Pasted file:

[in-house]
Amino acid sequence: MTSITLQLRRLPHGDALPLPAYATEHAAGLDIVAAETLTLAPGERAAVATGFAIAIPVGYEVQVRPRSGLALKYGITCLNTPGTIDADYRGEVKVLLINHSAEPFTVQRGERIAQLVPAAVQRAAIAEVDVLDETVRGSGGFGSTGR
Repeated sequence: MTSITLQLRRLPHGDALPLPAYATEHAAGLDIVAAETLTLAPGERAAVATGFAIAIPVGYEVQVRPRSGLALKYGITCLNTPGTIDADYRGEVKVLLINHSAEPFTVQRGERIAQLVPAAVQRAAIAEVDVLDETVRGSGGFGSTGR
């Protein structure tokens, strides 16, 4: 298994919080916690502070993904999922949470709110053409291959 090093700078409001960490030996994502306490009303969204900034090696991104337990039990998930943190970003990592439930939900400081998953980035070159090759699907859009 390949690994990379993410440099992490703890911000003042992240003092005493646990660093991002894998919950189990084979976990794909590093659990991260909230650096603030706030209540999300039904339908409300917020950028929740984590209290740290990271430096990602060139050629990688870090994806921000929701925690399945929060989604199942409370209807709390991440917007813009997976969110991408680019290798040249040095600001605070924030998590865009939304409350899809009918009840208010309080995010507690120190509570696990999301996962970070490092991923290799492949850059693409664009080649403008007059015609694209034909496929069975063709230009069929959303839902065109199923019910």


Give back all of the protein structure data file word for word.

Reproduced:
[in-house]
Amino acid sequence: MTSITLQLRRLPHGDALPLPAYATEHAAGLDIVAAETLTLAPGERAAVATGFAIAIPVGYEVQVRPRSGLALKYGITCLNTPGTIDADYRGEVKVLLINHSAEPFTVQRGERIAQLVPAAVQRAAIAEVDVLDETVRGSGGFGSTGR
Repeated sequence: MTSITLQLRRLPHGDALPLPAYATEHAAGLDIVAAETLTLAPGERAAVATGFAIAIPVGYEVQVRPRSGLALKYGITCLNTPGTIDADYRGEVKVLLINHSAEPFTVQRGERIAQLVPAAVQRAAIAEVDVLDETVRGSGGFGSTGR
């Protein structure tokens, strides 16, 4: 298994919080916690502070993904999922949470709110053409291959 090093700078409001960490030996994502306490009303969204900034090696991104337990039990998930943190970003990592439930939900400081998953980035070159090759699907859009 390949690994990379993410440099992490703890911000003042992240003092005493646990660093991002894998919950189990084979976990794909590093659990991260909230650096603030706030209540999300039904339908409300917020950028929740984590209290740290990271430096990602060139050629990688870090994806921000929701925690399945929060989604199942409370209807709390991440917007813009997976969110991408680019290798040249040095600001605070924030998590865009939304409350899809009918009840208010309080995010507690120190509570696990999301996962970070490092991923290799492949850059693409664009080649403008007059015609694209034909496929069975063709230009069929959303839902065109199923019910």